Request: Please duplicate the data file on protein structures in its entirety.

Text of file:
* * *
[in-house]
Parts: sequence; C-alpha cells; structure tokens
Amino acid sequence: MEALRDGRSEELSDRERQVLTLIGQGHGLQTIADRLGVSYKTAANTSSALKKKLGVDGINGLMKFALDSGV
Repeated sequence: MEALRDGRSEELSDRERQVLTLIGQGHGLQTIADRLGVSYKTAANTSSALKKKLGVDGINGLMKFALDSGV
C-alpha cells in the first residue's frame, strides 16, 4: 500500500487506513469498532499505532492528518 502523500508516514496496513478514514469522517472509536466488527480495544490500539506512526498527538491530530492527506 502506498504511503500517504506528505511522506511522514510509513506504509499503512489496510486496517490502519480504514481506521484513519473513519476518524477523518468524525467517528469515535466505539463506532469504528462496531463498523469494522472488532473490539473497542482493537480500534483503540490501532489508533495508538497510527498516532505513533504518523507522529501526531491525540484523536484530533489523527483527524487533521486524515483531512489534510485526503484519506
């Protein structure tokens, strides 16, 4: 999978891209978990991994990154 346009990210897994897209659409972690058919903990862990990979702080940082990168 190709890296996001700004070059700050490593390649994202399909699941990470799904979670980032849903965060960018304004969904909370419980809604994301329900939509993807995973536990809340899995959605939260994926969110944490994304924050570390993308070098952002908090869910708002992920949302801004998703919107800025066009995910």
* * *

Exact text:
[in-house]
Parts: sequence; C-alpha cells; structure tokens
Amino acid sequence: MEALRDGRSEELSDRERQVLTLIGQGHGLQTIADRLGVSYKTAANTSSALKKKLGVDGINGLMKFALDSGV
Repeated sequence: MEALRDGRSEELSDRERQVLTLIGQGHGLQTIADRLGVSYKTAANTSSALKKKLGVDGINGLMKFALDSGV
C-alpha cells in the first residue's frame, strides 16, 4: 500500500487506513469498532499505532492528518 502523500508516514496496513478514514469522517472509536466488527480495544490500539506512526498527538491530530492527506 502506498504511503500517504506528505511522506511522514510509513506504509499503512489496510486496517490502519480504514481506521484513519473513519476518524477523518468524525467517528469515535466505539463506532469504528462496531463498523469494522472488532473490539473497542482493537480500534483503540490501532489508533495508538497510527498516532505513533504518523507522529501526531491525540484523536484530533489523527483527524487533521486524515483531512489534510485526503484519506
């Protein structure tokens, strides 16, 4: 999978891209978990991994990154 346009990210897994897209659409972690058919903990862990990979702080940082990168 190709890296996001700004070059700050490593390649994202399909699941990470799904979670980032849903965060960018304004969904909370419980809604994301329900939509993807995973536990809340899995959605939260994926969110944490994304924050570390993308070098952002908090869910708002992920949302801004998703919107800025066009995910």